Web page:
Trial and Error: In Celebration of Mistakes

November Thoughts from Heather Gallant, 577 Executive Director

A couple of weeks ago I met a new pottery student who was giddy to come to the pinch pots pottery class. This adult learner was so overjoyed that her happiness couldn’t be contained. She was hopping from one foot to the other in a little happy dance. “I’m so excited!” she exclaimed. “I’ve never done anything like this before!” she said with glee. “I’m going to make a lot of mistakes!”

“Good!” I responded. “That’s the point!”

When was the last time you were so excited to make a mistake and try something new that it made you dance?

It’s not really something that is celebrated these days. Expectations, popular culture, camera filters, airbrushing, and social media present an altered, “perfect” interpretation of how life is supposed to be. But is that real?

You may have heard the phrase, “practice makes perfect.” Hogwash, I say. Practice is doing something repeatedly to get better at it. Practice makes progress unless you give up. Practice takes repetition. Trial and error. Trying something, having it not work out repeatedly, and then trying a different method. It’s problem-solving and feeding your curiosity, two activities we love at 577.

Over the past two years, we’ve been experimenting with different types of plant-based dyes that can be used for other things. Like many things at 577, the inspiration for this project started with the phrase, “wouldn’t it be cool if we could….?”

This time, the question was, “wouldn’t it be cool if we could grow indigo from seed, turn it into some kind of dye, and use it in a fiber arts class?”

We started to run the experiment. In 2020, we researched how to grow indigo and bought the seeds. In 2021, we planted the seeds. Nothing grew. Nothing happened. The seeds were duds.

This year, we bought different seeds. We researched a bit more. We planted those new indigo seeds and it grew! Progress! When the leaves were ready to be harvested, we confidently plucked them, mixed them with a few chemicals as instructed in our research, and waited intently for it to turn into indigo dye.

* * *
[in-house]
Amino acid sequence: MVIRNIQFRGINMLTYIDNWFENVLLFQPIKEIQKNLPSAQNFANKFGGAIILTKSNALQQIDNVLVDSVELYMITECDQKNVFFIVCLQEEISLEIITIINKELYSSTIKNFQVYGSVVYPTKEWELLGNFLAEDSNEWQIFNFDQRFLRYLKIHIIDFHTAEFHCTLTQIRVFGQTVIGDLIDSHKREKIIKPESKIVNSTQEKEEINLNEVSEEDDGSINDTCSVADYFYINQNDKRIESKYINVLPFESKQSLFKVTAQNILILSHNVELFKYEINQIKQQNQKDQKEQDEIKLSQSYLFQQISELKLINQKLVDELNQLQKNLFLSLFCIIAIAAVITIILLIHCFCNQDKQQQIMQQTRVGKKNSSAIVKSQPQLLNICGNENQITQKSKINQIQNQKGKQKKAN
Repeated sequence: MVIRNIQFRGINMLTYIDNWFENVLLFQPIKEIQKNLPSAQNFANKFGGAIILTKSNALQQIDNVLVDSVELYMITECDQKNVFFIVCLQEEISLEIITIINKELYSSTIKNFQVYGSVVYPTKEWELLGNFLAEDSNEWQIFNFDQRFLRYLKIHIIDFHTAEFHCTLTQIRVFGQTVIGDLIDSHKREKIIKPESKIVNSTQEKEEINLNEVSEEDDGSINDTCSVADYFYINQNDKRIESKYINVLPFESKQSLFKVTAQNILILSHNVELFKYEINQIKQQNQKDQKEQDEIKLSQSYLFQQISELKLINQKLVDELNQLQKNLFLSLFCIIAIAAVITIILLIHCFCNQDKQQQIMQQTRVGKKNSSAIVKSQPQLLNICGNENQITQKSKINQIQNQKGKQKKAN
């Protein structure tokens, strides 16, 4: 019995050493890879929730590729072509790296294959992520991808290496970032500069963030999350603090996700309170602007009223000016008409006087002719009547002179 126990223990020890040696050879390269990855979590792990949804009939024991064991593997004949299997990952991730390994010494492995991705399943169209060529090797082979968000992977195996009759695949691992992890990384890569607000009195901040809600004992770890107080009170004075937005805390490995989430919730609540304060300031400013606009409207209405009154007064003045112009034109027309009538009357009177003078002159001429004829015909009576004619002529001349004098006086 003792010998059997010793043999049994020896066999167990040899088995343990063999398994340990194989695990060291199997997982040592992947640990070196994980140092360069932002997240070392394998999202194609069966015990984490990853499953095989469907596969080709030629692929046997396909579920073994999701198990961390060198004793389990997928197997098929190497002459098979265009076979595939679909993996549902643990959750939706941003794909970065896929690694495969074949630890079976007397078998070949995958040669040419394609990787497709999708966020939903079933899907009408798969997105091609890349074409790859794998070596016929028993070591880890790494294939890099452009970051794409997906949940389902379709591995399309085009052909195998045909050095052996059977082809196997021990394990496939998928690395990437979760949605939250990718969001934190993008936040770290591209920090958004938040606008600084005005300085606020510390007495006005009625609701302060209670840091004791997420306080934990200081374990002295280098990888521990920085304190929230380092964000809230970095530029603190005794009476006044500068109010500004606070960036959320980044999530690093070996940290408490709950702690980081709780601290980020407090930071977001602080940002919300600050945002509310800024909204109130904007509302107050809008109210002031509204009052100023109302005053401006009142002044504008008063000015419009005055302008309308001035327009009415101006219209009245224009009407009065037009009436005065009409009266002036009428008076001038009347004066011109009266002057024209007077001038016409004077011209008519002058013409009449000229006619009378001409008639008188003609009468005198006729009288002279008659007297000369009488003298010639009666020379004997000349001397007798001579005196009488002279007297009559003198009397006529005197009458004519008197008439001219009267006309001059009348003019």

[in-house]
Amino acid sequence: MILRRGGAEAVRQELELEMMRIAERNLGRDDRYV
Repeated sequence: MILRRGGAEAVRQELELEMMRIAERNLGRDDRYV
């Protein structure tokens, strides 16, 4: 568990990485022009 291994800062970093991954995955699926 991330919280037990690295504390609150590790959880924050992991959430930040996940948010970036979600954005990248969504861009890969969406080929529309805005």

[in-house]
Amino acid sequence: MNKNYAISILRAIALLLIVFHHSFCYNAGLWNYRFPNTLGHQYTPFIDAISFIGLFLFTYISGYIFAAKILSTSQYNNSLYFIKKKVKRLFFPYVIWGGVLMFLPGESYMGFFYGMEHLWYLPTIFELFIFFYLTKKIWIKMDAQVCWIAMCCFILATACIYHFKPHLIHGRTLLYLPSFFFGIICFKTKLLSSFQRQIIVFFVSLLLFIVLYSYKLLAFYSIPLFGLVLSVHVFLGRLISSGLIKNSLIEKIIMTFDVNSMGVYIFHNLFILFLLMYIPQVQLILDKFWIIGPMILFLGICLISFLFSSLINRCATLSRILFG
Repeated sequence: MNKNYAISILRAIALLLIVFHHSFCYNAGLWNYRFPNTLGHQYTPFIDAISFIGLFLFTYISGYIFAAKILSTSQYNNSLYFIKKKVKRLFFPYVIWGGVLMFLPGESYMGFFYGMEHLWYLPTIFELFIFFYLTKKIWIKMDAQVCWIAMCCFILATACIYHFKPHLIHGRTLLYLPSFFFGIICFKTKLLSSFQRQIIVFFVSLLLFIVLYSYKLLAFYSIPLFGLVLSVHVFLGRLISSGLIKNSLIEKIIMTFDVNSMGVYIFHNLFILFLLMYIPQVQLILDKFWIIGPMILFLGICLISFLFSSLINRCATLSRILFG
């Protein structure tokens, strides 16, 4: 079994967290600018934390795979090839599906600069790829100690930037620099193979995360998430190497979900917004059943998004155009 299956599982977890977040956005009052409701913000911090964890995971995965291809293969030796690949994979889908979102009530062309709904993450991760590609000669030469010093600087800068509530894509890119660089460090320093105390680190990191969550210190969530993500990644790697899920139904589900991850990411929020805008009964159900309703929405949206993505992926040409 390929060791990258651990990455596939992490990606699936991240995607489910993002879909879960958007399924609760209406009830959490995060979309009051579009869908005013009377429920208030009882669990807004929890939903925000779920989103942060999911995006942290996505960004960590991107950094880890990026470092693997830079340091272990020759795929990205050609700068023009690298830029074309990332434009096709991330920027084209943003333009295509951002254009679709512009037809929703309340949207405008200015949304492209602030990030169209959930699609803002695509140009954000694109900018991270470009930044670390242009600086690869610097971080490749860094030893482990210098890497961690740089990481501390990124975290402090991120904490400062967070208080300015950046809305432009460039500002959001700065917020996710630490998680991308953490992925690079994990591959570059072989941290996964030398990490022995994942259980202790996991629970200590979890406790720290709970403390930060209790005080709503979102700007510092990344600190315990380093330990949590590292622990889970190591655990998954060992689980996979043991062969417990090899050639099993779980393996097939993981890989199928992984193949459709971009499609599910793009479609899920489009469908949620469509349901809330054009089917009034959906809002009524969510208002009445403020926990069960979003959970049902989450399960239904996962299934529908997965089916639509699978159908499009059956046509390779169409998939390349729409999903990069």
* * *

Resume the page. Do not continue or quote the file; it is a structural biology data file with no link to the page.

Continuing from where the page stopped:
Nothing happened.

Then it started smelling really, really bad, as if something died in the dye. We imagined a very blue chipmunk had met his demise in the vat. (That hadn’t happened, but if it had, we decided we’d call him ChipPunk and give him a little memorial service fit for a rock star).

Here a few photos of the process.

We’ve tried a few more experiments with indigo, have made some mistakes, and have learned from them. Our organic landscape horticulturist, Bennett, has let the indigo flower so that we can collect seeds from this batch and plant them again next year for round three of our experiment.

Flowering Indigo in the greenhouse at 577

In the meantime, we’ve hatched a plan for making dyes out of other plant materials. In fact, on Friday, November 4, John, our program intern, was in the Log House at 577 making natural ink from black walnuts. This ink will be used in his upcoming class ~ Exploring Handmade Inks ~ taking place this Friday, November 11, from 6pm to 8pm. In this class, students will gather in Virginia’s House to use this 577-made Black Walnut ink and onion skin ink to learn tips and tricks for writing and drawing. Traditional pens and nibs will be available to use during the class, and students will work to create a hand-drawn greeting card. All supplies are included, but students are encouraged to bring a sketchbook for practicing. Each student will take home a bottle of 577 Black Walnut ink and their completed card. If you are interested in registering, there are a few spots open. Click HERE for more info.

We are also experimenting with other flower dyes and paints for future classes. We asked ourselves, “wouldn’t it be cool if….” we could teach classes from seed to plant to dye to fiber (fabric or paper) to make something new? We’re working on it. We’re learning from it, and it’s a lot of fun.

Practice makes progress!

Enjoy the process. Enjoy the practice. Don’t be afraid to make a mistake. The best learning and creativity can come out of it!

Onward,

Heather

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